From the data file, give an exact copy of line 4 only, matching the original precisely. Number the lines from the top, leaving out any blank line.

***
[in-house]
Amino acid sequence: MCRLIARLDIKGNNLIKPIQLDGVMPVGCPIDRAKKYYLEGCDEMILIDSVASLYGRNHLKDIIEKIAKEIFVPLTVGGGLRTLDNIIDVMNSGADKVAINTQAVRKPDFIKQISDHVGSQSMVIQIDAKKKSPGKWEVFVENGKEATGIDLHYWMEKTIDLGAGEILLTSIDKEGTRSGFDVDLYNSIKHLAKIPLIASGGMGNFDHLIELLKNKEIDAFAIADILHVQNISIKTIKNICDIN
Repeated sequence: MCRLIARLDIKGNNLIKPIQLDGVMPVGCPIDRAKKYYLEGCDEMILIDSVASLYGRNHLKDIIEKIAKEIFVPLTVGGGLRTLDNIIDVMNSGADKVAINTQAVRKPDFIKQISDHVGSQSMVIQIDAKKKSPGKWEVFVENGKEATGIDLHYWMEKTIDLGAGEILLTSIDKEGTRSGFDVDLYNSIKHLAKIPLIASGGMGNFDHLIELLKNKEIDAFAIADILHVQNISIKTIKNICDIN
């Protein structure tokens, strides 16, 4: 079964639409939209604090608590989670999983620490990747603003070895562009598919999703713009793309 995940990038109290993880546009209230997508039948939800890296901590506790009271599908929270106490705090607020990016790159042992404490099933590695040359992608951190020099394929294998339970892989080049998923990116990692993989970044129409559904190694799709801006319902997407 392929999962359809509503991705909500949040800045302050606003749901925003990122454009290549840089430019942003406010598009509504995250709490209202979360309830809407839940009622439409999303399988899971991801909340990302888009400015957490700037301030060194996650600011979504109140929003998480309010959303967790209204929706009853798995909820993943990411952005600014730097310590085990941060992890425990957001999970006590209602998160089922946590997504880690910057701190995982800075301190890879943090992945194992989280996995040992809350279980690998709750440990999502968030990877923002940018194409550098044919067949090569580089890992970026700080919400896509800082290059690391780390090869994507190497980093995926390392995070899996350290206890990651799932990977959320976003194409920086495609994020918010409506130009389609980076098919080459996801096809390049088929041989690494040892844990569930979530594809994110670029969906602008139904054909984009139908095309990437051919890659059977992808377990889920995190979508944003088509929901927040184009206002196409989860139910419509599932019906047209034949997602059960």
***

């Protein structure tokens, strides 16, 4: 079964639409939209604090608590989670999983620490990747603003070895562009598919999703713009793309 995940990038109290993880546009209230997508039948939800890296901590506790009271599908929270106490705090607020990016790159042992404490099933590695040359992608951190020099394929294998339970892989080049998923990116990692993989970044129409559904190694799709801006319902997407 392929999962359809509503991705909500949040800045302050606003749901925003990122454009290549840089430019942003406010598009509504995250709490209202979360309830809407839940009622439409999303399988899971991801909340990302888009400015957490700037301030060194996650600011979504109140929003998480309010959303967790209204929706009853798995909820993943990411952005600014730097310590085990941060992890425990957001999970006590209602998160089922946590997504880690910057701190995982800075301190890879943090992945194992989280996995040992809350279980690998709750440990999502968030990877923002940018194409550098044919067949090569580089890992970026700080919400896509800082290059690391780390090869994507190497980093995926390392995070899996350290206890990651799932990977959320976003194409920086495609994020918010409506130009389609980076098919080459996801096809390049088929041989690494040892844990569930979530594809994110670029969906602008139904054909984009139908095309990437051919890659059977992808377990889920995190979508944003088509929901927040184009206002196409989860139910419509599932019906047209034949997602059960």